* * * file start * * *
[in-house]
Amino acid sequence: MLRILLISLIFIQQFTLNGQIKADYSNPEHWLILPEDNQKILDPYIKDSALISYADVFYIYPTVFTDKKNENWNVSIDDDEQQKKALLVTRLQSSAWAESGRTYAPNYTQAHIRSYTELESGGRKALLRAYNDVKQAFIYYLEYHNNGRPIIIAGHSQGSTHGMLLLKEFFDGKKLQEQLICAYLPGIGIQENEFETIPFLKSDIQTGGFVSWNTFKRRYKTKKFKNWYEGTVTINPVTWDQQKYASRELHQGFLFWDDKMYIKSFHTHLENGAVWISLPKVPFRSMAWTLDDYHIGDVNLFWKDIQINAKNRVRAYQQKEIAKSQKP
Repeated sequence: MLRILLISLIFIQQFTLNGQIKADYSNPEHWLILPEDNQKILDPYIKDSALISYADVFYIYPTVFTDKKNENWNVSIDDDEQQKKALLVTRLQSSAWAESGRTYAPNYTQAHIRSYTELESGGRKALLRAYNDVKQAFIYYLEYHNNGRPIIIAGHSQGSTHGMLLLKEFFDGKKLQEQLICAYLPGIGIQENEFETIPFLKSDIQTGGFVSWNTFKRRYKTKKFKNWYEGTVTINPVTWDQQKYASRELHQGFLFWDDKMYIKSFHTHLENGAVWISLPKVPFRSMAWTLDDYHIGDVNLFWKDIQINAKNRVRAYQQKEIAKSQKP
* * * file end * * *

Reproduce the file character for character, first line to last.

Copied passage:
[in-house]
Amino acid sequence: MLRILLISLIFIQQFTLNGQIKADYSNPEHWLILPEDNQKILDPYIKDSALISYADVFYIYPTVFTDKKNENWNVSIDDDEQQKKALLVTRLQSSAWAESGRTYAPNYTQAHIRSYTELESGGRKALLRAYNDVKQAFIYYLEYHNNGRPIIIAGHSQGSTHGMLLLKEFFDGKKLQEQLICAYLPGIGIQENEFETIPFLKSDIQTGGFVSWNTFKRRYKTKKFKNWYEGTVTINPVTWDQQKYASRELHQGFLFWDDKMYIKSFHTHLENGAVWISLPKVPFRSMAWTLDDYHIGDVNLFWKDIQINAKNRVRAYQQKEIAKSQKP
Repeated sequence: MLRILLISLIFIQQFTLNGQIKADYSNPEHWLILPEDNQKILDPYIKDSALISYADVFYIYPTVFTDKKNENWNVSIDDDEQQKKALLVTRLQSSAWAESGRTYAPNYTQAHIRSYTELESGGRKALLRAYNDVKQAFIYYLEYHNNGRPIIIAGHSQGSTHGMLLLKEFFDGKKLQEQLICAYLPGIGIQENEFETIPFLKSDIQTGGFVSWNTFKRRYKTKKFKNWYEGTVTINPVTWDQQKYASRELHQGFLFWDDKMYIKSFHTHLENGAVWISLPKVPFRSMAWTLDDYHIGDVNLFWKDIQINAKNRVRAYQQKEIAKSQKP